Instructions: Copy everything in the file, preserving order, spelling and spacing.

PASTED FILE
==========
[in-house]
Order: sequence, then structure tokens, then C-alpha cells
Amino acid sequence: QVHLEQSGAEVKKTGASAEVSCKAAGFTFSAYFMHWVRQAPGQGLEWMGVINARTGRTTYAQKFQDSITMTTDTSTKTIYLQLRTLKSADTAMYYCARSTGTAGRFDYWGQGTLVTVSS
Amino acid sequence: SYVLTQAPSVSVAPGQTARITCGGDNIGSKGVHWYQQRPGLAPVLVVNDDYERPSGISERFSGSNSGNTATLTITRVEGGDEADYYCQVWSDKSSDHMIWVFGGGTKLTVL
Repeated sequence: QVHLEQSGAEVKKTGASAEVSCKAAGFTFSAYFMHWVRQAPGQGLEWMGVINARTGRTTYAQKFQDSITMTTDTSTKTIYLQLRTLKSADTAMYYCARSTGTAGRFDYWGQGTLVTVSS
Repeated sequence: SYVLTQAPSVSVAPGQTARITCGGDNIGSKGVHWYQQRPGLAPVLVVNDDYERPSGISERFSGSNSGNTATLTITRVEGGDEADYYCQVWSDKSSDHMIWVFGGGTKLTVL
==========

[in-house]
Order: sequence, then structure tokens, then C-alpha cells
Amino acid sequence: QVHLEQSGAEVKKTGASAEVSCKAAGFTFSAYFMHWVRQAPGQGLEWMGVINARTGRTTYAQKFQDSITMTTDTSTKTIYLQLRTLKSADTAMYYCARSTGTAGRFDYWGQGTLVTVSS
Amino acid sequence: SYVLTQAPSVSVAPGQTARITCGGDNIGSKGVHWYQQRPGLAPVLVVNDDYERPSGISERFSGSNSGNTATLTITRVEGGDEADYYCQVWSDKSSDHMIWVFGGGTKLTVL
Repeated sequence: QVHLEQSGAEVKKTGASAEVSCKAAGFTFSAYFMHWVRQAPGQGLEWMGVINARTGRTTYAQKFQDSITMTTDTSTKTIYLQLRTLKSADTAMYYCARSTGTAGRFDYWGQGTLVTVSS
Repeated sequence: SYVLTQAPSVSVAPGQTARITCGGDNIGSKGVHWYQQRPGLAPVLVVNDDYERPSGISERFSGSNSGNTATLTITRVEGGDEADYYCQVWSDKSSDHMIWVFGGGTKLTVL